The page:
So What's the Problem with Palm Oil?

 

Palm oil is an edible vegetable oil derived from the fruit of the African oil palm tree.  These palms originate from Western Africa, but can flourish wherever heat and rainfall are abundant.  Today, palm oil is grown throughout Africa, Asia, North America, and South America, with 85% of all palm oil produced and exported from Indonesia and Malaysia.  With 54 million tonnes produced each year, it is the most widely produced vegetable oil worldwide.

 

Its properties make it highly versatile in the food and chemical industries and around 50% of the goods we use every day contain palm oil including 71% of our foods, 24% of consumer products and even 5% of our energy.

 

Unfortunately this comes at a huge cost to the environment and, according to a report published in 2007 by the United Nations Environment Program, palm oil plantations are currently the leading cause of rainforest destruction in Malaysia and Indonesia.  It is estimated that an area of rainforest equivalent to 300 football pitches is being destroyed every hour.

 

Indonesia’s tropical rainforests are among the world’s most species-rich environment’s and home to numerous endangered plants and animals including orangutans, who are particularly vulnerable because they are dependent on large forest areas. 90% of Sumatra’s orangutan population has disappeared since 1900 and, according to the UN, there is a risk that no wild orangutans will remain outside of protected areas by 2020.

 

Palm oil plantations also threaten forest peoples.  A single plantation can destroy the forests, watersheds, and forest resources of thousands of Indonesians, leaving entire forest communities to face poverty.

 

Palm oil plantations may also contribute to climate change. Rainforests are the earth’s largest sinks of carbon, safely storing the greenhouse gases that cause climate change.  It is estimated that tropical deforestation is currently responsible for about 18% of greenhouse gas emissions, making it a significant contributor to climate change.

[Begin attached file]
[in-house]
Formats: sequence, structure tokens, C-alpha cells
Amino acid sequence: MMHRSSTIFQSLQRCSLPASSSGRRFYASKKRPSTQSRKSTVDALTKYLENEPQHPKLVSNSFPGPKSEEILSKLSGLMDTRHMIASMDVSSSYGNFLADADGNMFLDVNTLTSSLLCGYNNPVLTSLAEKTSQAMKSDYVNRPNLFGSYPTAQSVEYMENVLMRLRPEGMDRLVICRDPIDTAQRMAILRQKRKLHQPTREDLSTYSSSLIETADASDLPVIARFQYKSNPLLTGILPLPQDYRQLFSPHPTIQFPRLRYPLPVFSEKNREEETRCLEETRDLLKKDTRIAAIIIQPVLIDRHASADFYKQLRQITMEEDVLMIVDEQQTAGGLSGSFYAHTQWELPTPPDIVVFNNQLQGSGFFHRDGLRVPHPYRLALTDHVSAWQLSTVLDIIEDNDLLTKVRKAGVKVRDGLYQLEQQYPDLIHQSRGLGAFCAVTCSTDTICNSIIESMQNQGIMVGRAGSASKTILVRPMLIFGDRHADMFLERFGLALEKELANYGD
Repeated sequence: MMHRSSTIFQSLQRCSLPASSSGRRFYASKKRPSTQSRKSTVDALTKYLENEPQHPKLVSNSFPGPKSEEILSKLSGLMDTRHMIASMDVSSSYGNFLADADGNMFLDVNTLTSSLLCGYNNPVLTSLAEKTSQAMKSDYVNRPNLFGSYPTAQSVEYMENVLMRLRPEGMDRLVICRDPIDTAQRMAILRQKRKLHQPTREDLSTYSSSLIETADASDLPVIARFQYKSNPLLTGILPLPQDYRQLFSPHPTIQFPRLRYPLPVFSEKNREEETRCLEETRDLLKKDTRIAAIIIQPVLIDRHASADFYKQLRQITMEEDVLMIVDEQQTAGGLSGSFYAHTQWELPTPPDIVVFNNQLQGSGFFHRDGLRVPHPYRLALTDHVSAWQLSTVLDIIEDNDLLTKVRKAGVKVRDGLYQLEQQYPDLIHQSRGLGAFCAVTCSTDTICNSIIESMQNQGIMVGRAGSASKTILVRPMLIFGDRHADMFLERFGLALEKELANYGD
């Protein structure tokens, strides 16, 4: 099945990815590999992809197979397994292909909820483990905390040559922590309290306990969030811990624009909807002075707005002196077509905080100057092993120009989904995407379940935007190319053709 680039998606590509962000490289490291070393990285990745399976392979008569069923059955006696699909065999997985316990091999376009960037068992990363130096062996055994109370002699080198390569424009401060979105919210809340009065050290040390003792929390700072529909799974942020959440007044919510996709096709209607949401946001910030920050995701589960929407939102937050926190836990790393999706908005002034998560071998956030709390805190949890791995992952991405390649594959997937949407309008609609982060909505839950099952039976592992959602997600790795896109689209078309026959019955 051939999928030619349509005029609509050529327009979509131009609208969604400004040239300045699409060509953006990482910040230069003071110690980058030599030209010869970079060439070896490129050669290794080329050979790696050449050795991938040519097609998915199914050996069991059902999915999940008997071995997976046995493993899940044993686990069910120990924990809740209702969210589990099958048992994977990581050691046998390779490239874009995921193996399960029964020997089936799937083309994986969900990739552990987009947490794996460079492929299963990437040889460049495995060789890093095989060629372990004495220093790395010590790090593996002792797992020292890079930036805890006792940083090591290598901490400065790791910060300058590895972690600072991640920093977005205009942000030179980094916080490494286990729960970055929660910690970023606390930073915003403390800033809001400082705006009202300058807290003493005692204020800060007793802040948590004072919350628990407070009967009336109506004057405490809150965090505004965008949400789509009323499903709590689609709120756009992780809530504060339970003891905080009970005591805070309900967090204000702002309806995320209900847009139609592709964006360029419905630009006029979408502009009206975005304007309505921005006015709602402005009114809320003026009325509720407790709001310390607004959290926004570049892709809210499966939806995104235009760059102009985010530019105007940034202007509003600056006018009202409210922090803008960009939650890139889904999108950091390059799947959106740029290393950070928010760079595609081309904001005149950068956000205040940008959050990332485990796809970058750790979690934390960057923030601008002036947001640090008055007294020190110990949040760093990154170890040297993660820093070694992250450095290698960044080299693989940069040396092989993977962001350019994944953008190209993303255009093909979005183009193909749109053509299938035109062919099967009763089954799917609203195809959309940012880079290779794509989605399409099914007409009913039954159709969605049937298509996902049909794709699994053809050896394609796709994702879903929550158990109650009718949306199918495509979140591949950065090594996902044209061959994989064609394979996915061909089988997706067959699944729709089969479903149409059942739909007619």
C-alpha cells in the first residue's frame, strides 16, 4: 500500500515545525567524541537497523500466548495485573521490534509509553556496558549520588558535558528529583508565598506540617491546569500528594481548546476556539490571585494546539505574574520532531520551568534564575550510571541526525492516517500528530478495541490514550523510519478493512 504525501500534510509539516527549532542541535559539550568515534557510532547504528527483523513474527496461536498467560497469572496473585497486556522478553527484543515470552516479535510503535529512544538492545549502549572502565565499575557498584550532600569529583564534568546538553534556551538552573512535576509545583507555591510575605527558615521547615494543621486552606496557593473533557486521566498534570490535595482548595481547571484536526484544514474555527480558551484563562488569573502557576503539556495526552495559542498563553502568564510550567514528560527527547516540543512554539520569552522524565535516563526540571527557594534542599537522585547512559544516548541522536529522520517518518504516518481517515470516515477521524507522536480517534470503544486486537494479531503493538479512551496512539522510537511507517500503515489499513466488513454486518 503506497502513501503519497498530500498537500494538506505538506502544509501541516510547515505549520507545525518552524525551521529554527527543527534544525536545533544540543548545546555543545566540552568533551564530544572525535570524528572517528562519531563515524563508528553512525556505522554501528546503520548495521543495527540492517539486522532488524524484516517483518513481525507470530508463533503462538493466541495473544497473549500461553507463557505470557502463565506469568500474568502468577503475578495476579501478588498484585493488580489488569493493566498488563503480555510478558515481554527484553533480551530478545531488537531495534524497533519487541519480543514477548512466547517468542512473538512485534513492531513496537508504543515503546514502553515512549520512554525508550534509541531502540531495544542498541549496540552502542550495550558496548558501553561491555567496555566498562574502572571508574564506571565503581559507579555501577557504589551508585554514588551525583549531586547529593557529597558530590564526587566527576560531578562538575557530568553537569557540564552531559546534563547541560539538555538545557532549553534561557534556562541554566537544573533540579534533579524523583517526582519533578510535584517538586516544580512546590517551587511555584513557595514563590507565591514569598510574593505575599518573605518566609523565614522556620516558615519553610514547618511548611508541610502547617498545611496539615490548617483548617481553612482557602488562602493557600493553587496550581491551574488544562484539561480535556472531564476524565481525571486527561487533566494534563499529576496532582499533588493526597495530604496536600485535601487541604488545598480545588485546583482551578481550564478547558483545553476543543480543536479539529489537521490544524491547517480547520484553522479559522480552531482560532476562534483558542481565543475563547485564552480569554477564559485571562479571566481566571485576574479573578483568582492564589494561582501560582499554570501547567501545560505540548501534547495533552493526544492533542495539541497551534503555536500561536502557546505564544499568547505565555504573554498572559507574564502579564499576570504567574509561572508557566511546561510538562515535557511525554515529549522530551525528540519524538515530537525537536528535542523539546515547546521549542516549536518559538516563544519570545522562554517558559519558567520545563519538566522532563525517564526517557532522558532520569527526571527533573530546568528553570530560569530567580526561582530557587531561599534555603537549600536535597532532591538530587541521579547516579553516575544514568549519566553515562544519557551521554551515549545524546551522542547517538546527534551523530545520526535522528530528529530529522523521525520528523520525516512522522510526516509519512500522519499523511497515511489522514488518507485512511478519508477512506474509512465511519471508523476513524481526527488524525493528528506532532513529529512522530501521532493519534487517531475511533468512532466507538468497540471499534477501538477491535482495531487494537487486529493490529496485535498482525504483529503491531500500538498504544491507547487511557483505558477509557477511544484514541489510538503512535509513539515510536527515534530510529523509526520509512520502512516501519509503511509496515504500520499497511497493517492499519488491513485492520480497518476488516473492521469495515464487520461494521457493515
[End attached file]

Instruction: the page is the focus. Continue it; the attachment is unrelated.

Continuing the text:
So what can we do?

 

Avoiding products containing palm oil is the most obvious thing that we can do, but this is easier said than done as it is often listed simply as ‘vegetable oil’.  Ruth Valerio from A Rocha has suggested a number of options:

  • Look out for products that contain alternative vegetable oils, such as 100% sunflower oil, corn oil or rapeseed oil;

  • Avoid heavily-processed food as that’s where palm oil is mostly used;

  • Buy toiletries and cosmetics which specifically state they contain no palm oil.

Or, alternatively

  • Avoid palm oils unless it’s from a sustainable / fair-trade source.For example Traidcraft is sourcing its palm oil from small-scale farmers in Ghana who are working with nature rather than destroying it.Traidcraft also says that by focusing on smallholder farmers and low-tech processing, benefits will go to some of the poorest farmers in West Africa.Further information is available at www.traidcraft.co.uk/fair-palm.

 

Anne Waite

on behalf of the Eco-congregation working group